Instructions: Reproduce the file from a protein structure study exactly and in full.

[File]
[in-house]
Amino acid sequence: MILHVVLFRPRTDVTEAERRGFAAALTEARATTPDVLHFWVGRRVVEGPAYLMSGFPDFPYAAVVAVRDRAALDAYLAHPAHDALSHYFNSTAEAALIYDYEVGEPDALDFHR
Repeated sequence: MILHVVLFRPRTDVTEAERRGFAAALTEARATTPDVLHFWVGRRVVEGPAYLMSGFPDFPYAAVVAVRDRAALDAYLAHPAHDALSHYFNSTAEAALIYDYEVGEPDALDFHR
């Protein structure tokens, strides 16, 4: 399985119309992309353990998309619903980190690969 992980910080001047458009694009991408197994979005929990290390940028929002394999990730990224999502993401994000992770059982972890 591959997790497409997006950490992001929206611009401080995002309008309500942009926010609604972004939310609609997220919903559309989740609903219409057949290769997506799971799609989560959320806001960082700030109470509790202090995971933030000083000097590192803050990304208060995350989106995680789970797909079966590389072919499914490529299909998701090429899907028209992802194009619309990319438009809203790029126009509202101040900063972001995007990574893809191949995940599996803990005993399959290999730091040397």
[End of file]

[in-house]
Amino acid sequence: MILHVVLFRPRTDVTEAERRGFAAALTEARATTPDVLHFWVGRRVVEGPAYLMSGFPDFPYAAVVAVRDRAALDAYLAHPAHDALSHYFNSTAEAALIYDYEVGEPDALDFHR
Repeated sequence: MILHVVLFRPRTDVTEAERRGFAAALTEARATTPDVLHFWVGRRVVEGPAYLMSGFPDFPYAAVVAVRDRAALDAYLAHPAHDALSHYFNSTAEAALIYDYEVGEPDALDFHR
């Protein structure tokens, strides 16, 4: 399985119309992309353990998309619903980190690969 992980910080001047458009694009991408197994979005929990290390940028929002394999990730990224999502993401994000992770059982972890 591959997790497409997006950490992001929206611009401080995002309008309500942009926010609604972004939310609609997220919903559309989740609903219409057949290769997506799971799609989560959320806001960082700030109470509790202090995971933030000083000097590192803050990304208060995350989106995680789970797909079966590389072919499914490529299909998701090429899907028209992802194009619309990319438009809203790029126009509202101040900063972001995007990574893809191949995940599996803990005993399959290999730091040397």